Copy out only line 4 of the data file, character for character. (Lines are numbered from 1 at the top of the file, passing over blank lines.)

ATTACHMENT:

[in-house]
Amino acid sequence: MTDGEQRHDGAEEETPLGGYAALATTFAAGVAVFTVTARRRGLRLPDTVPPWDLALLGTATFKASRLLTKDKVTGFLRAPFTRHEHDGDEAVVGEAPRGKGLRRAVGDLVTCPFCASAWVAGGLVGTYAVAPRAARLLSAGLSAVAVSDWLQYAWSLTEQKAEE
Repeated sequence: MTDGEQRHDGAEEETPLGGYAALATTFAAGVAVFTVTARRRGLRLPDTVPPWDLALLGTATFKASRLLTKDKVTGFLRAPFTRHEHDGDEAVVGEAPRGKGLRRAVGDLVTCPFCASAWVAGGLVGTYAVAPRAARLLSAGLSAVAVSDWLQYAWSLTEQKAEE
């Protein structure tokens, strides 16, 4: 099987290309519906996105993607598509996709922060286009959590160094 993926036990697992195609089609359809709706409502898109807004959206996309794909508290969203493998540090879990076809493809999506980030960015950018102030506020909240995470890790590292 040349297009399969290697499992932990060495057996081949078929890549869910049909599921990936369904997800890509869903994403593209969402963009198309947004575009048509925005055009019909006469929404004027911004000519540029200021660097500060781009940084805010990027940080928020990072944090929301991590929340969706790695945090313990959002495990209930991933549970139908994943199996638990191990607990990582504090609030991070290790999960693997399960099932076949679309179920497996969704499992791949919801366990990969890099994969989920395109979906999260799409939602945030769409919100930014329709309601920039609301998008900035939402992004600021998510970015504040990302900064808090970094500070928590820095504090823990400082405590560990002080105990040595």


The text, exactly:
């Protein structure tokens, strides 16, 4: 099987290309519906996105993607598509996709922060286009959590160094 993926036990697992195609089609359809709706409502898109807004959206996309794909508290969203493998540090879990076809493809999506980030960015950018102030506020909240995470890790590292 040349297009399969290697499992932990060495057996081949078929890549869910049909599921990936369904997800890509869903994403593209969402963009198309947004575009048509925005055009019909006469929404004027911004000519540029200021660097500060781009940084805010990027940080928020990072944090929301991590929340969706790695945090313990959002495990209930991933549970139908994943199996638990191990607990990582504090609030991070290790999960693997399960099932076949679309179920497996969704499992791949919801366990990969890099994969989920395109979906999260799409939602945030769409919100930014329709309601920039609301998008900035939402992004600021998510970015504040990302900064808090970094500070928590820095504090823990400082405590560990002080105990040595």